GC43C-1205 – Sensitivity of land surface modeling to parameters: An uncertainty quantification method applied to the Community Land Model


Rui Mei
Oak Ridge National Laboratory
Daniel Ricciuto
Oak Ridge National Laboratory
Jiafu Mao
Oak Ridge National Laboratory
Forrest Hoffman (forrest at climatemodeling dot org)
Oak Ridge National Laboratory
Jitendra Kumar
Oak Ridge National Laboratory


Quantifying Uncertainty in Climate, Earth System, Integrated Assessment, and Impact Models and Observations II Posters
Thursday, December 17, 2015 13:40–18:00
Moscone South Poster Hall


Uncertainties in land parameters could have important impacts on simulated water and energy fluxes and land surface states, which will consequently affect atmospheric and biogeochemical processes. Therefore, quantification of such parameter uncertainties using a land surface model is the first step towards better understanding of predictive uncertainty in Earth system models. In this study, we applied a random-sampling, high-dimensional model representation (RS-HDMR) method to analyze the sensitivity of simulated photosynthesis, surface energy fluxes and surface hydrological components to selected land parameters in version 4.5 of the Community Land Model (CLM4.5). Because of the large computational expense of conducting ensembles of global gridded model simulations, we used the results of a previous cluster analysis to select one thousand representative land grid cells for simulation. Plant functional type (PFT)-specific uniform prior ranges for land parameters were determined using expert opinion and literature survey, and samples were generated with a quasi-Monte Carlo approach-Sobol sequence. Preliminary analysis of 1024 simulations suggested that four PFT-dependent parameters (including slope of the conductance-photosynthesis relationship, specific leaf area at canopy top, leaf C:N ratio and fraction of leaf N in RuBisco) are the dominant sensitive parameters for photosynthesis, surface energy and water fluxes across most PFTs, but with varying importance rankings. On the other hand, for surface ans sub-surface runoff, PFT-independent parameters, such as the depth-dependent decay factors for runoff, play more important roles than the previous four PFT-dependent parameters. Further analysis by conditioning the results on different seasons and years are being conducted to provide guidance on how climate variability and change might affect such sensitivity. This is the first step toward coupled simulations including biogeochemical processes, atmospheric processes or both to determine the full range of sensitivity of Earth system modeling to land-surface parameters. This can facilitate sampling strategies in measurement campaigns targeted at reduction of climate modeling uncertainties and can also provide guidance on land parameter calibration for simulation optimization.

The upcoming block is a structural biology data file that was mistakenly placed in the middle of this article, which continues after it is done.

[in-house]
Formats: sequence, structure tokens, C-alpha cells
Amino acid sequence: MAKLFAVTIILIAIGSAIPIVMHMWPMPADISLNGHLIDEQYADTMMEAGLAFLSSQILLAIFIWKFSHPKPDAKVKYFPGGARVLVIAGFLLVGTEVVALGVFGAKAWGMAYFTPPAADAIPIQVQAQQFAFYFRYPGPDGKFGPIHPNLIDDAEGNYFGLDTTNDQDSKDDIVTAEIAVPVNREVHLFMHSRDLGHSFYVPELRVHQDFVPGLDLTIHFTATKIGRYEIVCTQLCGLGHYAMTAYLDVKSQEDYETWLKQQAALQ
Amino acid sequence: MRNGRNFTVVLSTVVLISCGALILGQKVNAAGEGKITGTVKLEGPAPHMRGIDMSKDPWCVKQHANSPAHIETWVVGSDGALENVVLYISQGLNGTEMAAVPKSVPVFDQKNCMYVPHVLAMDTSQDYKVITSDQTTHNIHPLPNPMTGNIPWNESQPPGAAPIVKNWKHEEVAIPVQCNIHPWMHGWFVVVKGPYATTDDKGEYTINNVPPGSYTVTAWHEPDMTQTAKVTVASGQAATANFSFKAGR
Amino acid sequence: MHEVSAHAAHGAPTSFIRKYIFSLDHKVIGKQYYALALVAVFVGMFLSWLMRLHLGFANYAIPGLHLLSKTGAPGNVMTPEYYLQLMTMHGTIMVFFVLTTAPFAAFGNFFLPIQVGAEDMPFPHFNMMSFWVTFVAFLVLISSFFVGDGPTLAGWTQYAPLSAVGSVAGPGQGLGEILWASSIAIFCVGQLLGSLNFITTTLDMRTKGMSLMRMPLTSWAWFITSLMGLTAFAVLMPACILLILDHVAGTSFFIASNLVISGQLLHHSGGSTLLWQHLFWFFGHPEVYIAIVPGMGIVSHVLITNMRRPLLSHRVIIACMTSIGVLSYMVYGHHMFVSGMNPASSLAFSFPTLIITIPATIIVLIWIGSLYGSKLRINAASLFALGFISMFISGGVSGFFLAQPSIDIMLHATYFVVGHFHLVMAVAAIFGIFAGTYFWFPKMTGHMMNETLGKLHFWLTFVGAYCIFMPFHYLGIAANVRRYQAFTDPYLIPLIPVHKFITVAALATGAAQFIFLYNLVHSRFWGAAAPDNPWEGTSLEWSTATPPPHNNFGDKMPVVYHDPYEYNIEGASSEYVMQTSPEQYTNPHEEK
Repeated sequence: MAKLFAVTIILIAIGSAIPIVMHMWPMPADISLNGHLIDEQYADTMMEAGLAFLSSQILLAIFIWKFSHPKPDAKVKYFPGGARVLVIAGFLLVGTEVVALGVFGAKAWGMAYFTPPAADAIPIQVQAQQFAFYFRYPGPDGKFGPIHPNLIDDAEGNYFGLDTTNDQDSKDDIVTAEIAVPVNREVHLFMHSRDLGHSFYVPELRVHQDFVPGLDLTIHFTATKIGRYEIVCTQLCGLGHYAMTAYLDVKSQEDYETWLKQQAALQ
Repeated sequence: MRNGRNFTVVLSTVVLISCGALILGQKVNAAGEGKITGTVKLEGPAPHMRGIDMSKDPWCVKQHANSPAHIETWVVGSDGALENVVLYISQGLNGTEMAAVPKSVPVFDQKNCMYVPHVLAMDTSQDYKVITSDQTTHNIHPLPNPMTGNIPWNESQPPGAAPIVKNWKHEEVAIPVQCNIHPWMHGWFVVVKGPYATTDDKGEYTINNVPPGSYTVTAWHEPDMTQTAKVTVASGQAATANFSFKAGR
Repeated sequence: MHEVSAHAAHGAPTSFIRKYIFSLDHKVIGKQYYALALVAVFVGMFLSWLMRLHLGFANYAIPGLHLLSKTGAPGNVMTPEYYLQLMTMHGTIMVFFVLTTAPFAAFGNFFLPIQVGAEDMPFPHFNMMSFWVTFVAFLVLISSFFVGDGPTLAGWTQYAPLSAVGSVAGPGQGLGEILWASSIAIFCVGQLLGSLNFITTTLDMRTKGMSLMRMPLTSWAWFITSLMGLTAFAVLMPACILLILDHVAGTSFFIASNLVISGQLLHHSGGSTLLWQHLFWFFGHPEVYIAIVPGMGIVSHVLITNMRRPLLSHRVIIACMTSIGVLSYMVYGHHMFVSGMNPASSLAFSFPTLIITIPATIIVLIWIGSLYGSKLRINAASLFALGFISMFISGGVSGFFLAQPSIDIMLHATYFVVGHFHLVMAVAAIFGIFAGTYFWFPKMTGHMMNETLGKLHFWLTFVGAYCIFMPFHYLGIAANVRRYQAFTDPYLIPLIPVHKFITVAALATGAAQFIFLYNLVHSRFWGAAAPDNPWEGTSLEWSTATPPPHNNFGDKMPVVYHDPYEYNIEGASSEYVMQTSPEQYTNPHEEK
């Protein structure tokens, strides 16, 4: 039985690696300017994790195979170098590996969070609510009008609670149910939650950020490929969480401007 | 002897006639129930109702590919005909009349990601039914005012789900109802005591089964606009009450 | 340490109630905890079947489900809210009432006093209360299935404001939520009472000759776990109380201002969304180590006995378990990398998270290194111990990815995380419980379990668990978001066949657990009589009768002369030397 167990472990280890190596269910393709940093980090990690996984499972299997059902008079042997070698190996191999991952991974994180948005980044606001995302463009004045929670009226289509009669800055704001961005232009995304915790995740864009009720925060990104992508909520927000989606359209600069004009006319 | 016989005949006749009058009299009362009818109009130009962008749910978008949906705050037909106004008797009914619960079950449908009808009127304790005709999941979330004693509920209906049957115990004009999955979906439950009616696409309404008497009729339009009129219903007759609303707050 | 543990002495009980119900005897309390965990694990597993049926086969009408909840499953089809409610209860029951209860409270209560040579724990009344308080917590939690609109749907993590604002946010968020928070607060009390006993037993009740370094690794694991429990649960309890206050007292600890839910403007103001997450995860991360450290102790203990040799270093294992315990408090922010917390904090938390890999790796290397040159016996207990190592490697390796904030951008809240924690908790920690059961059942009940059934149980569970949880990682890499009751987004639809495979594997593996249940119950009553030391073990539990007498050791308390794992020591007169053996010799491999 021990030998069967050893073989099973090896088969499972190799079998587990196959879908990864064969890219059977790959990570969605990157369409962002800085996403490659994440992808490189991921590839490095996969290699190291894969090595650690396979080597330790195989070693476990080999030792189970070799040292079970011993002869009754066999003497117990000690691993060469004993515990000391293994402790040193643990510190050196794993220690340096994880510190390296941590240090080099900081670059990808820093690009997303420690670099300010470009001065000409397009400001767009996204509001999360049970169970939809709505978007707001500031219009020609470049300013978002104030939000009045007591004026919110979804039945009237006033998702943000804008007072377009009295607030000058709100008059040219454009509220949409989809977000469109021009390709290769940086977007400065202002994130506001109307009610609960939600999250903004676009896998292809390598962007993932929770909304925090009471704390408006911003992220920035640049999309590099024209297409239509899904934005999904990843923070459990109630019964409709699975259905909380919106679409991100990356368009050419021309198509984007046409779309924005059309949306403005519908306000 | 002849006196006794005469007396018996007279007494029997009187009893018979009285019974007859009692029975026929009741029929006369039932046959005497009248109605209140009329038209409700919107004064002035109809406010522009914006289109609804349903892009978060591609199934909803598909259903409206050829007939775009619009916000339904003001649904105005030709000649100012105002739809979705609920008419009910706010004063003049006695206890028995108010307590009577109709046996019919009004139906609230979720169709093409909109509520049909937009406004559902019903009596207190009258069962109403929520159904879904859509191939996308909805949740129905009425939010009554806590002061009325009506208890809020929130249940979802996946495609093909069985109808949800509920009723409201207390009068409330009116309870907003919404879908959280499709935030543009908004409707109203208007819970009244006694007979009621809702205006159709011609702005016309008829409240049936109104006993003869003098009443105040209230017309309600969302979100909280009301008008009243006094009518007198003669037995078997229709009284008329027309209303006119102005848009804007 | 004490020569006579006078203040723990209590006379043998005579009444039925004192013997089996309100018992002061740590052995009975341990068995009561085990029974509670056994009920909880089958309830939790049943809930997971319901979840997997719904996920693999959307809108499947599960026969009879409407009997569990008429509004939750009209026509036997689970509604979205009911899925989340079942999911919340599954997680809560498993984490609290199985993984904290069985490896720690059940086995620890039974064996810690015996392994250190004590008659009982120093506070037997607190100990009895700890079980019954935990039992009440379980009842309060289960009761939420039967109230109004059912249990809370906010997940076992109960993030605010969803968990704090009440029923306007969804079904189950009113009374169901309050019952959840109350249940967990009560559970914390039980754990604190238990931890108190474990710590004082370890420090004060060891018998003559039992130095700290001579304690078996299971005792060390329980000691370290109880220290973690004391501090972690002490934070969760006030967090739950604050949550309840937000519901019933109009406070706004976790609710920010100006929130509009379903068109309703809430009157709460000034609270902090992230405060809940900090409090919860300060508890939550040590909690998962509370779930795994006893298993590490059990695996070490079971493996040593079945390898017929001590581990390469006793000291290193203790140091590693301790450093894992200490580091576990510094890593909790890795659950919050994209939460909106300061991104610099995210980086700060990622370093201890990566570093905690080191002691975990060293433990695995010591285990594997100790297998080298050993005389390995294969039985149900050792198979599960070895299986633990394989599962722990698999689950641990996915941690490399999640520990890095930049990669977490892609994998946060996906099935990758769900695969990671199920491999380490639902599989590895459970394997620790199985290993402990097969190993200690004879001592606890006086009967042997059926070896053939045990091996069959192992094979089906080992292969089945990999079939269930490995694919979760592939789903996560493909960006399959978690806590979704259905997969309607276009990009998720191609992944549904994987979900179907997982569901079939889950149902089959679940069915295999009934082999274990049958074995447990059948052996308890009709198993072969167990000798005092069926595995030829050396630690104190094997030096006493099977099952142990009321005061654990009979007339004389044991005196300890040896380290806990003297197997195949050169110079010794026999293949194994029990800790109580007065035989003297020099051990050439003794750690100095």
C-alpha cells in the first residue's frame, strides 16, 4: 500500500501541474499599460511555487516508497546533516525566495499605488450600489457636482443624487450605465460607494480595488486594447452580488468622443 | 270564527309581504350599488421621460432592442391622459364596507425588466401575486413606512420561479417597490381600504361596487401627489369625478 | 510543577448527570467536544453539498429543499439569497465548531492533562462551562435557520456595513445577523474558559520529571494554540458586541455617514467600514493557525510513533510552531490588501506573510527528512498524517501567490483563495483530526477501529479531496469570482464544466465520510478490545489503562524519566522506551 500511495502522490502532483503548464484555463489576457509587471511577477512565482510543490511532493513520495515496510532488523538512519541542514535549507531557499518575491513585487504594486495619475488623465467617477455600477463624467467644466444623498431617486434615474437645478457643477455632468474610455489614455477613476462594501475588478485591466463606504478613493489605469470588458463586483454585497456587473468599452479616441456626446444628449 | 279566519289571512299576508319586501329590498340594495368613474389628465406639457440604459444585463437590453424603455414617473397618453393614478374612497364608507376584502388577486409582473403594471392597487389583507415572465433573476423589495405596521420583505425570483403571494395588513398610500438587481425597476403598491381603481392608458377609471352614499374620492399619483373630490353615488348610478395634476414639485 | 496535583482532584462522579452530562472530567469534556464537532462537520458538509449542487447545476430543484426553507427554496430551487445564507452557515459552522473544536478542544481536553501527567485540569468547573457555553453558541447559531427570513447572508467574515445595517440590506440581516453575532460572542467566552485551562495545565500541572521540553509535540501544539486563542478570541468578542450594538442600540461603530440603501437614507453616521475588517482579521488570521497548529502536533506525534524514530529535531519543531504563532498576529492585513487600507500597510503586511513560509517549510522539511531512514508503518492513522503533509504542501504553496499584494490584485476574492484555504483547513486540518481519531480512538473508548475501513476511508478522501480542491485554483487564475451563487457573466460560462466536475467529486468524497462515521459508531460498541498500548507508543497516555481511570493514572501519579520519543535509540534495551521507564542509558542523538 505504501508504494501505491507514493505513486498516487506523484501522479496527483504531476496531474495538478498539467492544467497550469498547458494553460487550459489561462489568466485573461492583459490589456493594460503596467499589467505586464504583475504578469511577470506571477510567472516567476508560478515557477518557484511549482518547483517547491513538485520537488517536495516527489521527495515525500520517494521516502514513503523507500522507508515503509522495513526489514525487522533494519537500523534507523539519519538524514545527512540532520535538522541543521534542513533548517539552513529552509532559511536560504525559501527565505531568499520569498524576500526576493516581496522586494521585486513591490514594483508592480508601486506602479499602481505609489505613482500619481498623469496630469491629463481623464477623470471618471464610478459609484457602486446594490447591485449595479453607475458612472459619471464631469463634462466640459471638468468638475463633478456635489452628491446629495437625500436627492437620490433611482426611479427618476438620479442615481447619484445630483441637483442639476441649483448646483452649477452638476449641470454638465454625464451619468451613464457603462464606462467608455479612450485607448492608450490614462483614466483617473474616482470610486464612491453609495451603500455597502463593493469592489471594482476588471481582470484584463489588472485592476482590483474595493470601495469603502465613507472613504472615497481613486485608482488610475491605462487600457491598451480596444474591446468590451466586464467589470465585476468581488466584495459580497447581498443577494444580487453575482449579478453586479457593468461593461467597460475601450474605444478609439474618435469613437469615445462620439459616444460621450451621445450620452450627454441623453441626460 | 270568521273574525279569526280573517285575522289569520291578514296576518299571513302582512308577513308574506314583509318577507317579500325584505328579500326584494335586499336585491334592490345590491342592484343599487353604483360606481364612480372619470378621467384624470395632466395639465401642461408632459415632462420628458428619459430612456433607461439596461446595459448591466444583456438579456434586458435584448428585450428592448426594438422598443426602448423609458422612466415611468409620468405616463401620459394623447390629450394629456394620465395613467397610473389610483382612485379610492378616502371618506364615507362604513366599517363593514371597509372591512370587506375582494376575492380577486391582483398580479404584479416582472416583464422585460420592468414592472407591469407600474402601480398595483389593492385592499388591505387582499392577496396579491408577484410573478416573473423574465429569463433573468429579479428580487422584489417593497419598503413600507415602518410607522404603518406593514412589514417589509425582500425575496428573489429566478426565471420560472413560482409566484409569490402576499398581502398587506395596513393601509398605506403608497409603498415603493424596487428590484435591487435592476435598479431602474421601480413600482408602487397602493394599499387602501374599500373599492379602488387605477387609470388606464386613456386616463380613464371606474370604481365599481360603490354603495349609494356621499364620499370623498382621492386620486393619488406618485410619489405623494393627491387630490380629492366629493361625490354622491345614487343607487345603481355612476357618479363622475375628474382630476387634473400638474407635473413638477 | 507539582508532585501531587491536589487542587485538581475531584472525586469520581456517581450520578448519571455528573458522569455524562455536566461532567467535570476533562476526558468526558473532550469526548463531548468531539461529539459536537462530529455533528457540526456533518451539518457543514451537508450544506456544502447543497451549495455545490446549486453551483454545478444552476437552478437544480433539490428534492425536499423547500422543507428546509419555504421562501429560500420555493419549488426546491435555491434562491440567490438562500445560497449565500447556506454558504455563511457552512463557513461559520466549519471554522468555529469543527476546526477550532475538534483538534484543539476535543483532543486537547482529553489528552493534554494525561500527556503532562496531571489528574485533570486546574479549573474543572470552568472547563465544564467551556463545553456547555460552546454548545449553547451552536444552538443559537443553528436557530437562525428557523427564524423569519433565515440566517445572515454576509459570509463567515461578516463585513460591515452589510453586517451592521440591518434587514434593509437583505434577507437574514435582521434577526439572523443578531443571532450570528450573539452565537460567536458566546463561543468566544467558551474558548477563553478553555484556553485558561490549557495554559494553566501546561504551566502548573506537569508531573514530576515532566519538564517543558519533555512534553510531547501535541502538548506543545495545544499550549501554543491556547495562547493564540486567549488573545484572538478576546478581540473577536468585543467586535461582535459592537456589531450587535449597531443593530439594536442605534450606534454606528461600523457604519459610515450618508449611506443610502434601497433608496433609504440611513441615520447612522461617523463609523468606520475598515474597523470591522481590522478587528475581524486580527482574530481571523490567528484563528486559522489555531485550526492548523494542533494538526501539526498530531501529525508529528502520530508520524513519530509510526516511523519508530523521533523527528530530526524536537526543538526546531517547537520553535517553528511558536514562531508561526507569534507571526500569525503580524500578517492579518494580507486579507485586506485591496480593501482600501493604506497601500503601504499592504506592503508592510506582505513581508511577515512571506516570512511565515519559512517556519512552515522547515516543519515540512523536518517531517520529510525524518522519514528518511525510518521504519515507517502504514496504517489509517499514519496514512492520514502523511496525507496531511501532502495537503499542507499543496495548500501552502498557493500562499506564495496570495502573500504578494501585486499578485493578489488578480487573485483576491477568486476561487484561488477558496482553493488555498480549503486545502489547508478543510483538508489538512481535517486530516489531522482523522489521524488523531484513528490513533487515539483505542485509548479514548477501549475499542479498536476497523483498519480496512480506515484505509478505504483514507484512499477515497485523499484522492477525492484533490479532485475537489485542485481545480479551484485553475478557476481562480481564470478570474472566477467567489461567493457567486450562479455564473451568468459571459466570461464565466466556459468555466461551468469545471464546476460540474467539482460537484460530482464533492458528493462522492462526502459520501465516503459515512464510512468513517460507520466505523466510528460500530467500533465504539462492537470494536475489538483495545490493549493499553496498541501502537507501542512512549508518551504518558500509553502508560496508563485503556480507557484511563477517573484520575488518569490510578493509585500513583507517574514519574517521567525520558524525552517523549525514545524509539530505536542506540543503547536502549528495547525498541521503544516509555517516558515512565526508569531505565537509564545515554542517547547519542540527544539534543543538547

Forrest M. Hoffman (forrest at climatemodeling dot org)